AS Spain’s golf courses start reopening, players will have to stick to new protocols or risk disqualification.
A whole new set of rules has been drawn up by the Spanish Golf Federation to maintain social distancing.
And in time-honoured golfing fashion, breaking the regulations will be severely punished.
Intentional infringement of the ‘coronavirus local rules’ will mean a two stroke penalty or loss of hole in matchplay for a first offence. Break the rules again and the player will be disqualified.
- The main points are:
- Social distance must be kept throughout the whole round.
- Flagsticks must be left untouched in the hole.
- Holes will have a backstop to stop the ball reaching the bottom.
- Only the player can pick up the ball.
- No equipment including clubs and pens can be shared.
- No device such as ball markers, gloves and tees can be borrowed.
- Rakes will not be allowed to be used in bunkers.
- Scorecards, whether card or electronic must not be passed around and will be disinfected before and after the round.
- All objects on the course, including benches, must not be touched.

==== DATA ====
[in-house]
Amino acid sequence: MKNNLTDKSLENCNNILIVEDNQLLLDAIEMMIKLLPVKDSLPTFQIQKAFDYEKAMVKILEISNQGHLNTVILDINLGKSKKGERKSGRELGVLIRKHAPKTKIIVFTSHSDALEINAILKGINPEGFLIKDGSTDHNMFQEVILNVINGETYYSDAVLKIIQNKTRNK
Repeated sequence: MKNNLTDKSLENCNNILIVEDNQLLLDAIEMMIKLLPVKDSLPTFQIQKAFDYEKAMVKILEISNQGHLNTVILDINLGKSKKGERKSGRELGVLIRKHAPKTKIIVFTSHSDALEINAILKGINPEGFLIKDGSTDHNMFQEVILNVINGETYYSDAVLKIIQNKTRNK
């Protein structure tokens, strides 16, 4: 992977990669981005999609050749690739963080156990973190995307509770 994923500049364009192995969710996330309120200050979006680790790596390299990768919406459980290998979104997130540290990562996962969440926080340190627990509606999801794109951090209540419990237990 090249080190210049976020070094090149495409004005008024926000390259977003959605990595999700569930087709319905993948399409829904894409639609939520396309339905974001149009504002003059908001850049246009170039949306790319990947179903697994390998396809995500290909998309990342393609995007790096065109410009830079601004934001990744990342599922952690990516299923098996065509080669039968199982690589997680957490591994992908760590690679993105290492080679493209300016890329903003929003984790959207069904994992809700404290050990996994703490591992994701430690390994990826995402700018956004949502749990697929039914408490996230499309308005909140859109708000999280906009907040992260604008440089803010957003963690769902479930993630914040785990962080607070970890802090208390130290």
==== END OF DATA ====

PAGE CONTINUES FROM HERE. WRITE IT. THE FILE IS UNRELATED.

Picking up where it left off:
- In addition players are asked to wait in the car park and then head straight to the first tee five minutes before their booked time.
- On completion of the round they should leave the course immediately.
- Changing rooms and cafés and bars will remain closed.
- Buggies and trolleys must be disinfected before and after each round.
The federation hopes these measures will help the golf industry in Spain recover quickly after the enforced lay-off. At the moment golf courses in parts of the country to have entered Phase 1 of the coronavirus lockdown exit.
President of Turismo Costa del Sol, Francisco Salado said: “The reactivation of the golf courses will be key to the economic recovery of the Costa del Sol, since it is a safe sport, where it is easy to maintain a safety distance of two metres between people, and also develops entirely individually.”
More than 1.4 million tourists flock to Spain to play golf every year, spending around €2.5 billion, Some 30,000 jobs are said to rely on the sport, both directly and indirectly.